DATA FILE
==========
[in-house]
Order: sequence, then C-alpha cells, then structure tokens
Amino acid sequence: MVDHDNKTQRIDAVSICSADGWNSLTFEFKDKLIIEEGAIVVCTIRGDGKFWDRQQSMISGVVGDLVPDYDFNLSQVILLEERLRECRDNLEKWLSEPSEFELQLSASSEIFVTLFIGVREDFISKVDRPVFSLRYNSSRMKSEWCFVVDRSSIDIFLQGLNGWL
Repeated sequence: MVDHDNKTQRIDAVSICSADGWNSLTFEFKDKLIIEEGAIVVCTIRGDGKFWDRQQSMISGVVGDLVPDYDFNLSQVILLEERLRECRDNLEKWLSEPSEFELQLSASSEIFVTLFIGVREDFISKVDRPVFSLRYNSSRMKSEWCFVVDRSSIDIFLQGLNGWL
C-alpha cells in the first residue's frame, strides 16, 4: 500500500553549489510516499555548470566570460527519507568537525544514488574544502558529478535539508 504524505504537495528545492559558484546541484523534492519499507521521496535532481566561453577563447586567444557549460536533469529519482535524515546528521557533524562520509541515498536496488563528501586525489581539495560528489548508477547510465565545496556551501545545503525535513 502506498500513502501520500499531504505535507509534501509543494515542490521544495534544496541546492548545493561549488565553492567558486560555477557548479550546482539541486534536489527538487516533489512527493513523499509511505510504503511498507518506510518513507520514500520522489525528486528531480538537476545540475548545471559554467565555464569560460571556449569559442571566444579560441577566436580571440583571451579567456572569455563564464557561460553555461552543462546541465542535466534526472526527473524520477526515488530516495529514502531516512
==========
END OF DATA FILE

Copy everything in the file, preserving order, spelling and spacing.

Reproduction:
[in-house]
Order: sequence, then C-alpha cells, then structure tokens
Amino acid sequence: MVDHDNKTQRIDAVSICSADGWNSLTFEFKDKLIIEEGAIVVCTIRGDGKFWDRQQSMISGVVGDLVPDYDFNLSQVILLEERLRECRDNLEKWLSEPSEFELQLSASSEIFVTLFIGVREDFISKVDRPVFSLRYNSSRMKSEWCFVVDRSSIDIFLQGLNGWL
Repeated sequence: MVDHDNKTQRIDAVSICSADGWNSLTFEFKDKLIIEEGAIVVCTIRGDGKFWDRQQSMISGVVGDLVPDYDFNLSQVILLEERLRECRDNLEKWLSEPSEFELQLSASSEIFVTLFIGVREDFISKVDRPVFSLRYNSSRMKSEWCFVVDRSSIDIFLQGLNGWL
C-alpha cells in the first residue's frame, strides 16, 4: 500500500553549489510516499555548470566570460527519507568537525544514488574544502558529478535539508 504524505504537495528545492559558484546541484523534492519499507521521496535532481566561453577563447586567444557549460536533469529519482535524515546528521557533524562520509541515498536496488563528501586525489581539495560528489548508477547510465565545496556551501545545503525535513 502506498500513502501520500499531504505535507509534501509543494515542490521544495534544496541546492548545493561549488565553492567558486560555477557548479550546482539541486534536489527538487516533489512527493513523499509511505510504503511498507518506510518513507520514500520522489525528486528531480538537476545540475548545471559554467565555464569560460571556449569559442571566444579560441577566436580571440583571451579567456572569455563564464557561460553555461552543462546541465542535466534526472526527473524520477526515488530516495529514502531516512